Mice Templar Vol. 3 #2

A comic review article by: Thomas Crawford
Things look bleak as relationships between the Templar are strained to the breaking point. Meanwhile, we see the Master Druid quickly getting accustomed to his newly acquired power. I don’t know how we’ll get a happy ending out of this, folks.

First, my complaint: Since Oeming is neither writing or drawing in this issue (he doesn’t even get a “plotted by” credit), why is his name on the cover? It’s a minor nitpick that in no way impacts the story, but still, I can’t help but wonder.

Now, to the actual issue. Glass’s writing style, at least to me, is very evocative of Tolkien. There’s a hopelessness to the world these characters live in, and at times it seems like they keep fighting more to spite the seemingly inevitable than for any other reason. Yet, despite such miniscule hope for this cast, against a very creepy (if somewhat generic) villain. The heroes of this book are actually quite inspiring in their perseverance.

Going back to the villain of the piece, though, I found that not only was he a generic archetype, but he didn’t even stand out as the leader visually, either. In a splash page beautifully rendered by Santos, wherein we see all of the main baddies on display, I would not have guessed the Master Druid was the leader there. Especially with his fellow druids dressed in the same outfit, our villain lacks a distinct appearance or voice, and it hurts his credibility as the usurper. The writing overall in this issue is incredibly strong, it would just be nice to have a villain that was more pronounced.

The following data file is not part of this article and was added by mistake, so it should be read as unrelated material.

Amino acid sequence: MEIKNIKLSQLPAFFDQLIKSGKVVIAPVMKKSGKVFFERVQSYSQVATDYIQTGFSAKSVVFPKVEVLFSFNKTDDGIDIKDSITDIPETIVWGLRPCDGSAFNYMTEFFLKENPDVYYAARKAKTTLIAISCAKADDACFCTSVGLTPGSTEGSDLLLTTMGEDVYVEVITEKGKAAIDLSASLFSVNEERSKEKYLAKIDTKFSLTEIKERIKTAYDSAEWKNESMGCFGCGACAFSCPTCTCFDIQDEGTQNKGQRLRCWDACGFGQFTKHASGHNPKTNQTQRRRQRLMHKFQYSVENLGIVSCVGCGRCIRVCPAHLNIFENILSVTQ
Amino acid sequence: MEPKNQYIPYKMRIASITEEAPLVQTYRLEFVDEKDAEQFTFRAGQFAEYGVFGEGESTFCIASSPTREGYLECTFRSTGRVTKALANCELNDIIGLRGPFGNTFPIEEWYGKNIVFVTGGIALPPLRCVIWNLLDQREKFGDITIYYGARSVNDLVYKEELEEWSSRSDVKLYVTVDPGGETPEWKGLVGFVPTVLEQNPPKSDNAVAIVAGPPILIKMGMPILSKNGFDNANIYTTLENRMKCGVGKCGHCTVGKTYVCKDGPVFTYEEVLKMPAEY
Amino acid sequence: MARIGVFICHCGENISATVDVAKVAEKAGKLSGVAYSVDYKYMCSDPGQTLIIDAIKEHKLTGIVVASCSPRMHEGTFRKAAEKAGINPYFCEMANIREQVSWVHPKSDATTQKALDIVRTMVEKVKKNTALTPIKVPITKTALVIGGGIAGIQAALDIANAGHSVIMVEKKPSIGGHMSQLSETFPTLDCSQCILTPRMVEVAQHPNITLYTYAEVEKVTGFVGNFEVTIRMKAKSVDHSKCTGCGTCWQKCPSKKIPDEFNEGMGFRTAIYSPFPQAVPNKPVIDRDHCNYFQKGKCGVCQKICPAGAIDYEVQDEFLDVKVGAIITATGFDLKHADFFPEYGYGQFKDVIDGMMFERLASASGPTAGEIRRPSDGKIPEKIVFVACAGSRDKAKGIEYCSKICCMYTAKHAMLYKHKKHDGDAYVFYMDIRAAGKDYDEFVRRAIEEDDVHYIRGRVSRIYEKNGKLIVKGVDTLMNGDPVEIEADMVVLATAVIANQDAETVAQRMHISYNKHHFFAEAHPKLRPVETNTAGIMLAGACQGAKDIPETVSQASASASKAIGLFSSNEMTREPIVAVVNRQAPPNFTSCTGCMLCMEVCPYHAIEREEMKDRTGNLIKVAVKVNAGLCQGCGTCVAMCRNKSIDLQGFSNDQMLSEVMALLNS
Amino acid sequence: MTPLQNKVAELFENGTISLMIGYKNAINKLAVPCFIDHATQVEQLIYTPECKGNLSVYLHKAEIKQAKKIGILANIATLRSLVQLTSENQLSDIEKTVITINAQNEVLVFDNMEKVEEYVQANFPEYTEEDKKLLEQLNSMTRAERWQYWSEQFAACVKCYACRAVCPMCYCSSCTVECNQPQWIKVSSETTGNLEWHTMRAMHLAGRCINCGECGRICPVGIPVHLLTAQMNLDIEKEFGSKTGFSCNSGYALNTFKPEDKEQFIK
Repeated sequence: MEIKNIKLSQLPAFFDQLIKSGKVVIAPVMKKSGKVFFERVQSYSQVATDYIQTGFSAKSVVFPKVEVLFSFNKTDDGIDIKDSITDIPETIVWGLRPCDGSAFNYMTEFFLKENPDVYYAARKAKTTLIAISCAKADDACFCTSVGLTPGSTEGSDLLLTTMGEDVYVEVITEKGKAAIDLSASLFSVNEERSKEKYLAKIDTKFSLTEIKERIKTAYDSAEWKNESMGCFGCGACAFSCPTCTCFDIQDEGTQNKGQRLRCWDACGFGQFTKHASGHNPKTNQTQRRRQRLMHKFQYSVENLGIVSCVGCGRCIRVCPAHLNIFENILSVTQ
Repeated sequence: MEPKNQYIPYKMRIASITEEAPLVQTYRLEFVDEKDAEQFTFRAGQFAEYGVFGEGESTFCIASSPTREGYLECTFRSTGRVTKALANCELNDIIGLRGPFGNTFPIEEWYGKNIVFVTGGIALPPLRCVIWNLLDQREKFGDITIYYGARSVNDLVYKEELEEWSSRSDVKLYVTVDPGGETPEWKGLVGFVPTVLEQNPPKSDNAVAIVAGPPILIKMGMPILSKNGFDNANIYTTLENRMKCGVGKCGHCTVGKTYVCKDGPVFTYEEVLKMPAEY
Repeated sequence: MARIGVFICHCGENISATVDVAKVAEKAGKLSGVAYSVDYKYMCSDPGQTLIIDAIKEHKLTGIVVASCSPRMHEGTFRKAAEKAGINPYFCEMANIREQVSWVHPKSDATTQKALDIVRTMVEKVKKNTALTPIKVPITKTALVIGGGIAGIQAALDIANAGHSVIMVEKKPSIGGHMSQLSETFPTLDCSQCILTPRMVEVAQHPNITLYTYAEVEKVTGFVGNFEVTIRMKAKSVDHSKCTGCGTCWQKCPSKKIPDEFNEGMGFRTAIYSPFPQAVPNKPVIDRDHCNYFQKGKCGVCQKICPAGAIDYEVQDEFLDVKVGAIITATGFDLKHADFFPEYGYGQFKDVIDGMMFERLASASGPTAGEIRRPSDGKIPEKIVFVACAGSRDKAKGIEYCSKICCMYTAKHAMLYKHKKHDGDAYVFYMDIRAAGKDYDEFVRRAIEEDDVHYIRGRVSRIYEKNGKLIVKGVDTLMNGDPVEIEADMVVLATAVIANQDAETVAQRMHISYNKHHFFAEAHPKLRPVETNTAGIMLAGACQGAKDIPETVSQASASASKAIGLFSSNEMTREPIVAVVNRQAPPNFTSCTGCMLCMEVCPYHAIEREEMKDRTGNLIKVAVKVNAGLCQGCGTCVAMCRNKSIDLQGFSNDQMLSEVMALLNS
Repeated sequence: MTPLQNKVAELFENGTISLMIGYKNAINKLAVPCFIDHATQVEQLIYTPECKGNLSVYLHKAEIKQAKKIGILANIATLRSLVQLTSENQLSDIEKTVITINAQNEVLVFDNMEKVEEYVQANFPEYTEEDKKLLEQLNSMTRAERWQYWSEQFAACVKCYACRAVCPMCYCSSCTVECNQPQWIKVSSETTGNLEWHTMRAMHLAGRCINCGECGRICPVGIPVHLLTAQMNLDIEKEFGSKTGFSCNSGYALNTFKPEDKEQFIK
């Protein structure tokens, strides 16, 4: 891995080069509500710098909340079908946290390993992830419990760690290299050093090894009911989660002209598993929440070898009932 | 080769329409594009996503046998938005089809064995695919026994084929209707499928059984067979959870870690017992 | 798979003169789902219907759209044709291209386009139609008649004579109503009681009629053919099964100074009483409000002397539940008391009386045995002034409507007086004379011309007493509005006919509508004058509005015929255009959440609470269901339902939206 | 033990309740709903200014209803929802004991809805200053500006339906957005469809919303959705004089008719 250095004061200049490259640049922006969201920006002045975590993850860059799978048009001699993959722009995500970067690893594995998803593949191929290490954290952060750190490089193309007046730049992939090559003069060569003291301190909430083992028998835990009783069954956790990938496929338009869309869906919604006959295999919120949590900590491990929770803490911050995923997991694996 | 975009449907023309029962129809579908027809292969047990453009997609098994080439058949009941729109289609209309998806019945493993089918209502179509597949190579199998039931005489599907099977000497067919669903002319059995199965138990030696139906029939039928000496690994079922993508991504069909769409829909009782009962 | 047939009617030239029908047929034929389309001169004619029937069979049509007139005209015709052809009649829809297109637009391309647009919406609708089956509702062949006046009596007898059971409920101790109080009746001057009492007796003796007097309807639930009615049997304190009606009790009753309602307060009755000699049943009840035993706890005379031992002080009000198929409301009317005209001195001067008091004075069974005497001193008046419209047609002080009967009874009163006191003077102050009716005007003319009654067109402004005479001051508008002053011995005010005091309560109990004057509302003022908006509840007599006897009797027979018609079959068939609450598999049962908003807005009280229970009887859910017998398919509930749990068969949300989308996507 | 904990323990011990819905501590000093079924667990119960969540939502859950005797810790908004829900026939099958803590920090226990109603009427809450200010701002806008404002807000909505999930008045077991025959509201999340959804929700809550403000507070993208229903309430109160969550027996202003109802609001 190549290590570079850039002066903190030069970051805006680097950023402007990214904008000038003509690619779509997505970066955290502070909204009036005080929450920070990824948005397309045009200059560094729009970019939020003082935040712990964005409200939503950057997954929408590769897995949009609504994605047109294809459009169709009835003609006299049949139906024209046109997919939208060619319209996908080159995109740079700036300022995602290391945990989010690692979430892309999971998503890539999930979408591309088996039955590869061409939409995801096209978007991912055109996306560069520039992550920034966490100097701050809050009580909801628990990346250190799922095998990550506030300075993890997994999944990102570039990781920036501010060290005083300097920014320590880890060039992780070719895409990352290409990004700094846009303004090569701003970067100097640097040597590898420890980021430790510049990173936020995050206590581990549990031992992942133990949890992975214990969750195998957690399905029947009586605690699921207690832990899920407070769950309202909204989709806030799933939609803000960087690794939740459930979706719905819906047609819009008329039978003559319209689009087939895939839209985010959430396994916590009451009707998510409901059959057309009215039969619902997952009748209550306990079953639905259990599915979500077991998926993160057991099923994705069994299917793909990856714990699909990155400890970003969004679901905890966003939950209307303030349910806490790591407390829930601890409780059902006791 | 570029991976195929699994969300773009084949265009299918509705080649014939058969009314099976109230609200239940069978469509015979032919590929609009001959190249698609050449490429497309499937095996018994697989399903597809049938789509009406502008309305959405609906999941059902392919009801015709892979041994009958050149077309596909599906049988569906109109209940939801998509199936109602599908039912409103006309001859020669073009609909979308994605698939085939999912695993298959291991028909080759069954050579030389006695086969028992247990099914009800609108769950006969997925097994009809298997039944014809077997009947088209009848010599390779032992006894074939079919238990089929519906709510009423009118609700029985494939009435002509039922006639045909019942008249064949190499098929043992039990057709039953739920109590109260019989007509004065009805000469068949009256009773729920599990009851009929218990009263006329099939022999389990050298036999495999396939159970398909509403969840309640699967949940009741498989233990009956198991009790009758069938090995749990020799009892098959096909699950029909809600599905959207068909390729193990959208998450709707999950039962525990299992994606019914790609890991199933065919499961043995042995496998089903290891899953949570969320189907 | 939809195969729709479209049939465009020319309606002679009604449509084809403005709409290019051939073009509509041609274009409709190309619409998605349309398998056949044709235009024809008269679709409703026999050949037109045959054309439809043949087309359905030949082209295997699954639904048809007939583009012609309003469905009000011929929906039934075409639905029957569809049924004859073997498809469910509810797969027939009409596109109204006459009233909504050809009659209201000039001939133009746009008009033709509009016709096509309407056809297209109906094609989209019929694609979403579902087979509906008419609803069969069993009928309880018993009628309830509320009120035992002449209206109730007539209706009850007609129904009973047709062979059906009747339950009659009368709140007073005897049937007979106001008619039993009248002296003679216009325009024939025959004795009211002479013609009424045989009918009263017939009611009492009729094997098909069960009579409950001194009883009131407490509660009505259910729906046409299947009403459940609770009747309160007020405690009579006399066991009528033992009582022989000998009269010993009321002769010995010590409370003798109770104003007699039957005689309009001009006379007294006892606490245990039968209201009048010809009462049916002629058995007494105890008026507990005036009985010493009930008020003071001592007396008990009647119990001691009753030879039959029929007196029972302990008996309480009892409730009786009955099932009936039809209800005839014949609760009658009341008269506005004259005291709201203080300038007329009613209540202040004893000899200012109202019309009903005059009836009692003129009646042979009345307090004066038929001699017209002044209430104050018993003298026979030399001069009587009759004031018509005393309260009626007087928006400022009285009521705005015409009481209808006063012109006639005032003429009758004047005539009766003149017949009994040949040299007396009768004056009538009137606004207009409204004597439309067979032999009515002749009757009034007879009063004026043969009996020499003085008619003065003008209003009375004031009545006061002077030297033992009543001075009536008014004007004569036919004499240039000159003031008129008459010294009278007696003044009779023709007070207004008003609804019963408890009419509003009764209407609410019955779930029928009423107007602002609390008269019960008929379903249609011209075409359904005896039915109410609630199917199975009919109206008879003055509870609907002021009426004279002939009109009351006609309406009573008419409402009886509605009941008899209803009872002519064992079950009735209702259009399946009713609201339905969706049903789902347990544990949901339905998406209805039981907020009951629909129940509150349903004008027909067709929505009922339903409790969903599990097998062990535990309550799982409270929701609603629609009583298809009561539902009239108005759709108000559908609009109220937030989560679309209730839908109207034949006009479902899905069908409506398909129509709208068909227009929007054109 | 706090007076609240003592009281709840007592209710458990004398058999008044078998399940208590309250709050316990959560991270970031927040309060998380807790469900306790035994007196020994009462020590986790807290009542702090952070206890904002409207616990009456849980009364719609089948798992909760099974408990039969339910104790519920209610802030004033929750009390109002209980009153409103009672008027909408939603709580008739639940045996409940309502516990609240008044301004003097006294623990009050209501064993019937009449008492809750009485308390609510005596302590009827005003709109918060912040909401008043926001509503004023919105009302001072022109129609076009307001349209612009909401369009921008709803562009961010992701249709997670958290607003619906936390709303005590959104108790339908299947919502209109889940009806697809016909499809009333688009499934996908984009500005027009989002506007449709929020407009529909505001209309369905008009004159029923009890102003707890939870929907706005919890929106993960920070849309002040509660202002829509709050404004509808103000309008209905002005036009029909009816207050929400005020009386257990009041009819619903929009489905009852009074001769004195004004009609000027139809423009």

Shifting over to the art side of things, Victor Santos is drawing the most expressive, dynamic rodents in any comic being produced right now, and I say that with a great deal of confidence. His style, both cartoonish and gritty reminds me of Darwyn Cooke, especially in his rendering of landscapes and, oddly enough, dead things (look at the giant skeleton on the aforementioned splash page to see what I mean). But as I said before, Santos’s strength is the expressiveness of his characters. With non-humans, artists have a tendency to draw all of a species alike (See: Every alien race in any comic ever), but with these mice, each one has different facial features and postures that make them immediately recognizable, even to less familiar readers like myself.

This is fantasy writing at its best, and the mouse civilization is a clever conceit. If you’re craving swords chivalry, you need to be buying this title.

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